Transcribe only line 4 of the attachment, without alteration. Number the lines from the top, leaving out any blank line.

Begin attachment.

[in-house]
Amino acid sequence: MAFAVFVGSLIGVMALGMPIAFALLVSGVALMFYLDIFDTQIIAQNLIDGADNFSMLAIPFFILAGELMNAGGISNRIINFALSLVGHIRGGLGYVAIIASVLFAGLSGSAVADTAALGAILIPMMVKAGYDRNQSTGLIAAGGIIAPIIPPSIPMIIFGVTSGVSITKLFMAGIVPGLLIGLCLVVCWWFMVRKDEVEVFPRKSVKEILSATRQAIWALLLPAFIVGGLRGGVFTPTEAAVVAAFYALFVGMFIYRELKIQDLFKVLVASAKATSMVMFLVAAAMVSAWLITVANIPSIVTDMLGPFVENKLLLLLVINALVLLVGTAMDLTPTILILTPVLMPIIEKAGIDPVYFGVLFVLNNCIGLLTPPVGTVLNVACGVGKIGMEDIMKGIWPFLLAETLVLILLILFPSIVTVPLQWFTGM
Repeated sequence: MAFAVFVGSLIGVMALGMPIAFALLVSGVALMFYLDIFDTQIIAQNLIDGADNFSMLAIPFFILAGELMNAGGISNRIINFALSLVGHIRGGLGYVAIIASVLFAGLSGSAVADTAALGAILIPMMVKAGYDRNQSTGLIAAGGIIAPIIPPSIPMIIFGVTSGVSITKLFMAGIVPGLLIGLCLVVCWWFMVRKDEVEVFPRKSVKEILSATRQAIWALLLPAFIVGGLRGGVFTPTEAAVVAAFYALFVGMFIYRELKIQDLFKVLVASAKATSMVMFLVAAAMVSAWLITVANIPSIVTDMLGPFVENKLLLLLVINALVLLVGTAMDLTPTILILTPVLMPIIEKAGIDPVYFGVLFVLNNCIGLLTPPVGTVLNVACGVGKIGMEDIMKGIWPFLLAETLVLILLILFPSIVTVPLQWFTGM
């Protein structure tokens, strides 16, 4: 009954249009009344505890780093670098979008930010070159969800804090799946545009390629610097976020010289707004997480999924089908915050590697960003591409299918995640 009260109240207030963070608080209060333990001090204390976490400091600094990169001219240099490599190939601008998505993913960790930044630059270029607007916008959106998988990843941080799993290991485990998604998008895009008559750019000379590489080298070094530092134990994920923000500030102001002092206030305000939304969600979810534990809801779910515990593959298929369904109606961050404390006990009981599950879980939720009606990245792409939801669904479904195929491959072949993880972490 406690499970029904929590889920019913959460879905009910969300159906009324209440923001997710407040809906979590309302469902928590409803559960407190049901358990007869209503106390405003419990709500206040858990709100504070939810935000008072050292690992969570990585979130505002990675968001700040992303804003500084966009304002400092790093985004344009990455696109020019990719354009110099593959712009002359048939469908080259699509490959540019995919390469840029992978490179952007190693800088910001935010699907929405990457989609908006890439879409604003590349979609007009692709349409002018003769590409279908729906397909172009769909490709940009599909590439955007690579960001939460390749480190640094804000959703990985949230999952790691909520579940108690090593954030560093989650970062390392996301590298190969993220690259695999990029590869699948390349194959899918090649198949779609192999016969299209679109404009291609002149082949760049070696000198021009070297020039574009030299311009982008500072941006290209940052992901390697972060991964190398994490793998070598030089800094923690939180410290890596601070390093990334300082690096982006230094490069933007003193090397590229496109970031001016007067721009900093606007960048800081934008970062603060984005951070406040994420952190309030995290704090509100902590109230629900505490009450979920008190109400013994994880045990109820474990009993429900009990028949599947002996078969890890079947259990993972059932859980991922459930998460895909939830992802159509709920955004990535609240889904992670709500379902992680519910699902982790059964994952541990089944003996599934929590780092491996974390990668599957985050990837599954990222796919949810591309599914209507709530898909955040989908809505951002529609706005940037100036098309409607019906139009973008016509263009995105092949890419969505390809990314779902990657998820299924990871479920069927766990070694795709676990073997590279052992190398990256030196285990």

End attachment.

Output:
């Protein structure tokens, strides 16, 4: 009954249009009344505890780093670098979008930010070159969800804090799946545009390629610097976020010289707004997480999924089908915050590697960003591409299918995640 009260109240207030963070608080209060333990001090204390976490400091600094990169001219240099490599190939601008998505993913960790930044630059270029607007916008959106998988990843941080799993290991485990998604998008895009008559750019000379590489080298070094530092134990994920923000500030102001002092206030305000939304969600979810534990809801779910515990593959298929369904109606961050404390006990009981599950879980939720009606990245792409939801669904479904195929491959072949993880972490 406690499970029904929590889920019913959460879905009910969300159906009324209440923001997710407040809906979590309302469902928590409803559960407190049901358990007869209503106390405003419990709500206040858990709100504070939810935000008072050292690992969570990585979130505002990675968001700040992303804003500084966009304002400092790093985004344009990455696109020019990719354009110099593959712009002359048939469908080259699509490959540019995919390469840029992978490179952007190693800088910001935010699907929405990457989609908006890439879409604003590349979609007009692709349409002018003769590409279908729906397909172009769909490709940009599909590439955007690579960001939460390749480190640094804000959703990985949230999952790691909520579940108690090593954030560093989650970062390392996301590298190969993220690259695999990029590869699948390349194959899918090649198949779609192999016969299209679109404009291609002149082949760049070696000198021009070297020039574009030299311009982008500072941006290209940052992901390697972060991964190398994490793998070598030089800094923690939180410290890596601070390093990334300082690096982006230094490069933007003193090397590229496109970031001016007067721009900093606007960048800081934008970062603060984005951070406040994420952190309030995290704090509100902590109230629900505490009450979920008190109400013994994880045990109820474990009993429900009990028949599947002996078969890890079947259990993972059932859980991922459930998460895909939830992802159509709920955004990535609240889904992670709500379902992680519910699902982790059964994952541990089944003996599934929590780092491996974390990668599957985050990837599954990222796919949810591309599914209507709530898909955040989908809505951002529609706005940037100036098309409607019906139009973008016509263009995105092949890419969505390809990314779902990657998820299924990871479920069927766990070694795709676990073997590279052992190398990256030196285990």